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$173,000 I Stage 2: Testing at Scale I Global Health
JPAL & IFMR I India
The problem: High rates of health worker absenteeism
On average across India, health workers are absent 43% of the time, and previous government efforts to encourage attendance have largely failed. Mobile phones can be used to reduce health professional absenteeism while providing real-time rural disease and health data.
The solution: Mobile monitoring of attendance and emerging health threats
To reduce health worker absenteeism, the State Government of Karnataka, Harvard, and the Jameel Poverty Action Lab South Asia at the Institute for Financial Management and Research, in Chennai, will use smart phones to capture thumb impressions of health staff as a monitor of daily attendance. The project will also facilitate faster response to emerging health threats by transmitting real time epidemiological data from rural areas to state-level health authorities. A randomized control trial will measure the cost-effectiveness of this program, which, if proven successful, will inform the Government of Karnataka's expressed interest in scaling to the entire state. This project leverages more than $119,844 in other funding and additional in-kind resources.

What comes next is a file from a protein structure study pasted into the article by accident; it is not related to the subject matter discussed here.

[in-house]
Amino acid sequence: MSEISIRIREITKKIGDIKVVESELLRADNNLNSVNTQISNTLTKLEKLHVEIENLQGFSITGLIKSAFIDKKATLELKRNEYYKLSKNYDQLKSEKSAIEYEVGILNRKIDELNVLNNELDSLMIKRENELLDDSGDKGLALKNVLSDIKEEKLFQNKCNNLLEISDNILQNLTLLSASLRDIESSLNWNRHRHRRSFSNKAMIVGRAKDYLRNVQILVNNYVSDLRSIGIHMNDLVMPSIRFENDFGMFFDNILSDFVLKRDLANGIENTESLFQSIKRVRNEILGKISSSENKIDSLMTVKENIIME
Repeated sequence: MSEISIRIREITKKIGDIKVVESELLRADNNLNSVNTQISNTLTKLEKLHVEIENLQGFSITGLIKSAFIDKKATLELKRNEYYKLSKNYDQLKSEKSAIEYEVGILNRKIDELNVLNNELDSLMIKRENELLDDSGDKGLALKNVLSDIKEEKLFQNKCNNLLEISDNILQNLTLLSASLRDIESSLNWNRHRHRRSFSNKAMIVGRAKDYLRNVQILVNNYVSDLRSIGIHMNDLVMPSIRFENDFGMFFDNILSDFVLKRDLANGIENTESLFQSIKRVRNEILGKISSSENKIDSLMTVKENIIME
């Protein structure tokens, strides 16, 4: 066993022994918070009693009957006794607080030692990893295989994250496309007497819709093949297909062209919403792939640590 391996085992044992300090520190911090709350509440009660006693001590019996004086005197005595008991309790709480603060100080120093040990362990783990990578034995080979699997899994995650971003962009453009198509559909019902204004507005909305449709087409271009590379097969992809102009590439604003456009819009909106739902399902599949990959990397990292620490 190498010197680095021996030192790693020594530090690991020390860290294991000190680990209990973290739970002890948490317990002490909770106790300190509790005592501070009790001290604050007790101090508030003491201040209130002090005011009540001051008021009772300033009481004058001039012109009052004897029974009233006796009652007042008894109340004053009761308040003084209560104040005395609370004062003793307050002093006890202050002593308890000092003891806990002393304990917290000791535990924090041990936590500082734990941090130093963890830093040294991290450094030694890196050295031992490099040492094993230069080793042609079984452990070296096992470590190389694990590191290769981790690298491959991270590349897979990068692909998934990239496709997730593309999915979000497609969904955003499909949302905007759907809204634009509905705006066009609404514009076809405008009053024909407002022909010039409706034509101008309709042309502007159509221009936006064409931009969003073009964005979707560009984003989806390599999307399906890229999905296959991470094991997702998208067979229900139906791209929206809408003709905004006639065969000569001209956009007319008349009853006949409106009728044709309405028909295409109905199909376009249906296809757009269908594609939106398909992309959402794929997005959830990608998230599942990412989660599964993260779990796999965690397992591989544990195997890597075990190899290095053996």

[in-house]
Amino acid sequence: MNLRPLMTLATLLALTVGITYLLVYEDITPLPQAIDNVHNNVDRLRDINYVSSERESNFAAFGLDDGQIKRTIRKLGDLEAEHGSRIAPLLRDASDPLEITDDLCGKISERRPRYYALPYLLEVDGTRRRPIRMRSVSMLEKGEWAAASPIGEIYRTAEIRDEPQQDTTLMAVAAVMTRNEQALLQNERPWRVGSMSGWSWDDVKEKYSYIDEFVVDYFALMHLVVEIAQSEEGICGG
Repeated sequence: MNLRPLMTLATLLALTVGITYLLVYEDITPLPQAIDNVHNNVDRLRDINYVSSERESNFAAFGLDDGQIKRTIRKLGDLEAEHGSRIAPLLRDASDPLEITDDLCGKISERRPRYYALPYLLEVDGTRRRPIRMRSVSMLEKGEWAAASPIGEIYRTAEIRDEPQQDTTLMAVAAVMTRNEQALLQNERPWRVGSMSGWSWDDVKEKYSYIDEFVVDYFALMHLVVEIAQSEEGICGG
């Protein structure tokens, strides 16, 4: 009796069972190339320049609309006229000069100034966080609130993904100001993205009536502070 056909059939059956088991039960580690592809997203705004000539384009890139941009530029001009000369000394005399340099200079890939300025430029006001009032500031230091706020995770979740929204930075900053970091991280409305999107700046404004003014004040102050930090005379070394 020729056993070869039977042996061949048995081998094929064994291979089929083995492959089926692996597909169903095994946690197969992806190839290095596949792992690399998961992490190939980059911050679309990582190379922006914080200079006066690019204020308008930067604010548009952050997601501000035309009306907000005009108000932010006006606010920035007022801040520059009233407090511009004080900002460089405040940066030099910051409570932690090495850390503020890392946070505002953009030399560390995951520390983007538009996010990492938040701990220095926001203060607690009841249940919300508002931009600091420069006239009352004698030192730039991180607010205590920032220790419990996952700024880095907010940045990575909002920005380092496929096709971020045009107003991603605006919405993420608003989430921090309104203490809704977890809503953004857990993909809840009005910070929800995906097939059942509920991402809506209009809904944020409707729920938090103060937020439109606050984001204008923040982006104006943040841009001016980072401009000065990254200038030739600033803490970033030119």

The potential: Cost effectiveness, impacts, and implications
The intervention, with 4.5 million beneficiaries in the treatment group, is designed to reduce health worker and doctor absenteeism below baseline levels (51% for health workers and 61% for doctors). If successful, the Government of Karnataka plans to scale the program across the state (population 52 million). The effects may parallel that of a prior study, which found that when teachers were required to take time-stamped photographs in their classrooms to receive their pay, teacher absenteeism fell by 21 percentage points relative to the control group, and children's test scores increased by 0.17 standard deviations.
Last updated: August 28, 2015